Samoa Beat


I am Yumi Talaave from the beautiful village of Tanugamanono in Apia, Samoa. I’m currently studying Journalism and Marketing at the National University of Samoa (NUS).

Although I enjoyed writing throughout my years at primary and high school, there were no media or journalism-related subjects. I was more into business studies and convinced that I was heading into the corporate world after uni. In my first year at NUS, I enrolled as a commerce student and managed to graduate in my foundation programme. When I became an undergraduate student, I decided to pursue a different programme for various reasons; continuing with commerce meant I had to take maths papers. I knew that numbers were one of my biggest weaknesses.

I initially enrolled into media and journalism courses because I noticed there weren’t a lot of students. This meant I wouldn’t get distracted. Looking back, I know it wasn’t a genuine reason as I’ve grown to love and respect journalism and what it represents. I also noticed my personal growth started to take off and I’ve come to the conclusion that I’m in the right place.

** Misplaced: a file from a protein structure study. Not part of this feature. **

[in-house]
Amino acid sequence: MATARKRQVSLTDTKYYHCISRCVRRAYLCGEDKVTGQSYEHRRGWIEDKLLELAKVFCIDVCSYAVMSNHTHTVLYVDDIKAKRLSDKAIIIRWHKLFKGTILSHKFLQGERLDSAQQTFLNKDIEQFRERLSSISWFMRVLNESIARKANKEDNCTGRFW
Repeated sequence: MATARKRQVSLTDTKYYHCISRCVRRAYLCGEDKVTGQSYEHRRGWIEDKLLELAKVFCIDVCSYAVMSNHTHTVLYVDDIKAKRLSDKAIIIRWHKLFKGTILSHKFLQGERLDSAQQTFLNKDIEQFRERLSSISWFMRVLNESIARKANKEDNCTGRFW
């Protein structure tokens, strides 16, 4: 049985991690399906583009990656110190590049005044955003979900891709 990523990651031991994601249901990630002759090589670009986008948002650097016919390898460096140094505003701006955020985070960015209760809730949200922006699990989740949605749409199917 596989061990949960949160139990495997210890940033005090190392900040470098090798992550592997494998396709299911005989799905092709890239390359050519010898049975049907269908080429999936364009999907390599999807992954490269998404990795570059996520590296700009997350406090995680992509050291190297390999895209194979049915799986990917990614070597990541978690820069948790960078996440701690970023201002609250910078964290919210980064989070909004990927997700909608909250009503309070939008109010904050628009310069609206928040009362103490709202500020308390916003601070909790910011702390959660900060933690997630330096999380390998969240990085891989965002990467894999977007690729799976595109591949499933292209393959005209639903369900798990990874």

As far as I’m concerned, climate change is the top issue that our Pacific region is actively addressing. If I become a journalist, I will specialise in environmental issues, reporting for those who feel ‘unheard’, especially our small island nations whom the powerful nations tend to forget about.

A journalist I admire here in Samoa is Savea Sano Malifa, the Founder and Chief Editor of Samoa Observer, the country’s main newspaper. When challenges and difficulties come my way, I look up to him and remind myself, “I want to be just like him”. He’s one of Samoa’s greatest journalists, which motivates me to follow in his footsteps.

Through the PCF media internship, I met a lot of media professionals who helped me set steps to get my ‘foot in the door’ in the journalism industry. My most memorable host agency was Radio New Zealand (RNZ), which gave me the chance to write a story without feeling stressed and, if I did feel stressed, it was manageable. The most exciting part of being with RNZ was that they published my story. It’s one of my proudest moments.

I highly recommend this PCF internship to other Pacific-based journalism students. It is empowering and gives our Pacific students an insight into working in the industry. I wish all the future interns the best of luck.